GRAVENHURST - Automated service is not service in the collective mind of council.
With a proposal to implement automated phone services at the town hall as a way to free up some staff time, council agreed unanimously it wasn’t worth the trade-off for public contact.
“I am not in support at this time of pursuing automated phone service,” Mayor Paisley Donaldson said as the issue came to the table Sept. 18. “I just think this is something we don’t need to move forward with.”
When first investigating the option to introduce automated phone service, it was estimated some 90 per cent of the calls to town hall would have been directed through the auto-service, freeing up that time for front line staff to deal with other tasks. It wasn’t enough to curry the favour of the rest of council either.
“I don’t think this is a good idea. We’re a small town and I think we need to keep that sense of small town and personal service,” added Coun. Lola Bratty. “We need to have that front-line smile. I think that’s an important statement to the public.”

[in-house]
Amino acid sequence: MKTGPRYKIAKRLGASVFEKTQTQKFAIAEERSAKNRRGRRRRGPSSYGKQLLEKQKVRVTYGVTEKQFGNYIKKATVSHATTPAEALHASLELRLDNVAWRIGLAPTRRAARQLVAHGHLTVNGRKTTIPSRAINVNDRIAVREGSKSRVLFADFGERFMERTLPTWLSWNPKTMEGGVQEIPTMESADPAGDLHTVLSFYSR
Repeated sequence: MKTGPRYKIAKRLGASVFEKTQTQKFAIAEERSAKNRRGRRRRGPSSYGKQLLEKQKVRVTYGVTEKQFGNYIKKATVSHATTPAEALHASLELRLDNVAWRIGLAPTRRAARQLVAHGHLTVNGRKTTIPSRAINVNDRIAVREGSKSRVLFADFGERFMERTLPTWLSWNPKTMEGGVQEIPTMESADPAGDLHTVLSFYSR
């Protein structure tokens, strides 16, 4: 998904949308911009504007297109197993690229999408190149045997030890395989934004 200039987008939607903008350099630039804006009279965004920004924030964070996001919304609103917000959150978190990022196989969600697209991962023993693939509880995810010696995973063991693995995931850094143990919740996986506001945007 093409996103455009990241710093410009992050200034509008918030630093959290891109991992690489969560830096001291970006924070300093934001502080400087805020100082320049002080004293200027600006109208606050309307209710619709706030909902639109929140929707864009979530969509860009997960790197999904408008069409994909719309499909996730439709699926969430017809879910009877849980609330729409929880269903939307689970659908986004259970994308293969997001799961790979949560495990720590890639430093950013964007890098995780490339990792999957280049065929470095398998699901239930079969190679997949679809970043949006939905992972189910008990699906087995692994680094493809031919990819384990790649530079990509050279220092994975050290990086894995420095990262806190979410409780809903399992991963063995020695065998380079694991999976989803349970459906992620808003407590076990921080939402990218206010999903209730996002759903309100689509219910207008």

Coun. Randy Jorgenson was the only member on the fence, saying he was “ambivalent,” seeing good to both systems, one freeing up time for staff, the other ensuring personal public service.
Coun. Bob Colhoun said he has heard of several Ontario municipalities that implemented automated phone services this year and just as promptly removed them.
“There’s something to be said for having a body there,” he said.
As the current town hall message is somewhat complex with some 16 options, council did agree that a new message and contact options need to be streamlined and simplified, but will otherwise ensure a live person is answering calls.
Clerk Candace Thwaites said town staff management were not necessarily in favour of implementing the system either, but it was simply a concept that came about during the 2012 budget deliberations as a way to find efficiencies wherever possible.
“We are happy to take it back and look at ways of improving the existing system,” she said.